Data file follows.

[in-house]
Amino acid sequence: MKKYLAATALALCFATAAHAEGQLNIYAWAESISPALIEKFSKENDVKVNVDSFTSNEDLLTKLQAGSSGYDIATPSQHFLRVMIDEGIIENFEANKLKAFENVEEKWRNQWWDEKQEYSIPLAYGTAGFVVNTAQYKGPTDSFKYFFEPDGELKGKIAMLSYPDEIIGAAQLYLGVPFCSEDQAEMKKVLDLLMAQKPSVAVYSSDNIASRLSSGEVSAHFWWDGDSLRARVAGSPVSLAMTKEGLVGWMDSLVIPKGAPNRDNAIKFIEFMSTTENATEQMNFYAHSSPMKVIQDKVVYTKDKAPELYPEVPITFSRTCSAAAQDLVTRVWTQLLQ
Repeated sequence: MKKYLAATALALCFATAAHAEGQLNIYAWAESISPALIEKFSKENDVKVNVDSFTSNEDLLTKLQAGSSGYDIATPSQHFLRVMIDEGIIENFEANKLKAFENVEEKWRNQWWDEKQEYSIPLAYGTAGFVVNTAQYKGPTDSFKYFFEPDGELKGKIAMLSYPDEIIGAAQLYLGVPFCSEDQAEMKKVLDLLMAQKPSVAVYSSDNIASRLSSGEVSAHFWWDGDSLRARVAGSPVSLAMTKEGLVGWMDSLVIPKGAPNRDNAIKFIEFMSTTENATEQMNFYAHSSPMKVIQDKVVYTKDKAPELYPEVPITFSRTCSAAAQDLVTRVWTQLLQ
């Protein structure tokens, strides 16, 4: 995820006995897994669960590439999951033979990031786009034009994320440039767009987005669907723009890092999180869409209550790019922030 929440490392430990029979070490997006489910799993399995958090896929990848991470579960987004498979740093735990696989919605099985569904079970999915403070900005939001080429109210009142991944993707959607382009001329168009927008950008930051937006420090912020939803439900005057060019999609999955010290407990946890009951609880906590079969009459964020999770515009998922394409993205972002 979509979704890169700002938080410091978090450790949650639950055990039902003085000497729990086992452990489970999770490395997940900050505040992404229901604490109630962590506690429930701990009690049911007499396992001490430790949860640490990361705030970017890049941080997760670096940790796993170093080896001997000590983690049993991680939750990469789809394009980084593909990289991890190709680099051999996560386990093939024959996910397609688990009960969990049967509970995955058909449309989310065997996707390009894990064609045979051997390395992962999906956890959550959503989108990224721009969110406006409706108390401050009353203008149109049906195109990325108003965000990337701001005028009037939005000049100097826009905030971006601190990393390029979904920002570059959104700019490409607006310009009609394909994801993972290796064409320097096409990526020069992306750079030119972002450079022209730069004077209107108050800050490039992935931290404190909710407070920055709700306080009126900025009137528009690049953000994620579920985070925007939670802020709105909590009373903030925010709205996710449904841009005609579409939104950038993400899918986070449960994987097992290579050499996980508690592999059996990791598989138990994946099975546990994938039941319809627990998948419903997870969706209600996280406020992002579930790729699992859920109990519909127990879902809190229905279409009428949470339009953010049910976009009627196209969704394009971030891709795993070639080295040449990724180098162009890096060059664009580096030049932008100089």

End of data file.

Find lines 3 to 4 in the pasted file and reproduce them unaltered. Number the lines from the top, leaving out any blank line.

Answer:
Repeated sequence: MKKYLAATALALCFATAAHAEGQLNIYAWAESISPALIEKFSKENDVKVNVDSFTSNEDLLTKLQAGSSGYDIATPSQHFLRVMIDEGIIENFEANKLKAFENVEEKWRNQWWDEKQEYSIPLAYGTAGFVVNTAQYKGPTDSFKYFFEPDGELKGKIAMLSYPDEIIGAAQLYLGVPFCSEDQAEMKKVLDLLMAQKPSVAVYSSDNIASRLSSGEVSAHFWWDGDSLRARVAGSPVSLAMTKEGLVGWMDSLVIPKGAPNRDNAIKFIEFMSTTENATEQMNFYAHSSPMKVIQDKVVYTKDKAPELYPEVPITFSRTCSAAAQDLVTRVWTQLLQ
């Protein structure tokens, strides 16, 4: 995820006995897994669960590439999951033979990031786009034009994320440039767009987005669907723009890092999180869409209550790019922030 929440490392430990029979070490997006489910799993399995958090896929990848991470579960987004498979740093735990696989919605099985569904079970999915403070900005939001080429109210009142991944993707959607382009001329168009927008950008930051937006420090912020939803439900005057060019999609999955010290407990946890009951609880906590079969009459964020999770515009998922394409993205972002 979509979704890169700002938080410091978090450790949650639950055990039902003085000497729990086992452990489970999770490395997940900050505040992404229901604490109630962590506690429930701990009690049911007499396992001490430790949860640490990361705030970017890049941080997760670096940790796993170093080896001997000590983690049993991680939750990469789809394009980084593909990289991890190709680099051999996560386990093939024959996910397609688990009960969990049967509970995955058909449309989310065997996707390009894990064609045979051997390395992962999906956890959550959503989108990224721009969110406006409706108390401050009353203008149109049906195109990325108003965000990337701001005028009037939005000049100097826009905030971006601190990393390029979904920002570059959104700019490409607006310009009609394909994801993972290796064409320097096409990526020069992306750079030119972002450079022209730069004077209107108050800050490039992935931290404190909710407070920055709700306080009126900025009137528009690049953000994620579920985070925007939670802020709105909590009373903030925010709205996710449904841009005609579409939104950038993400899918986070449960994987097992290579050499996980508690592999059996990791598989138990994946099975546990994938039941319809627990998948419903997870969706209600996280406020992002579930790729699992859920109990519909127990879902809190229905279409009428949470339009953010049910976009009627196209969704394009971030891709795993070639080295040449990724180098162009890096060059664009580096030049932008100089």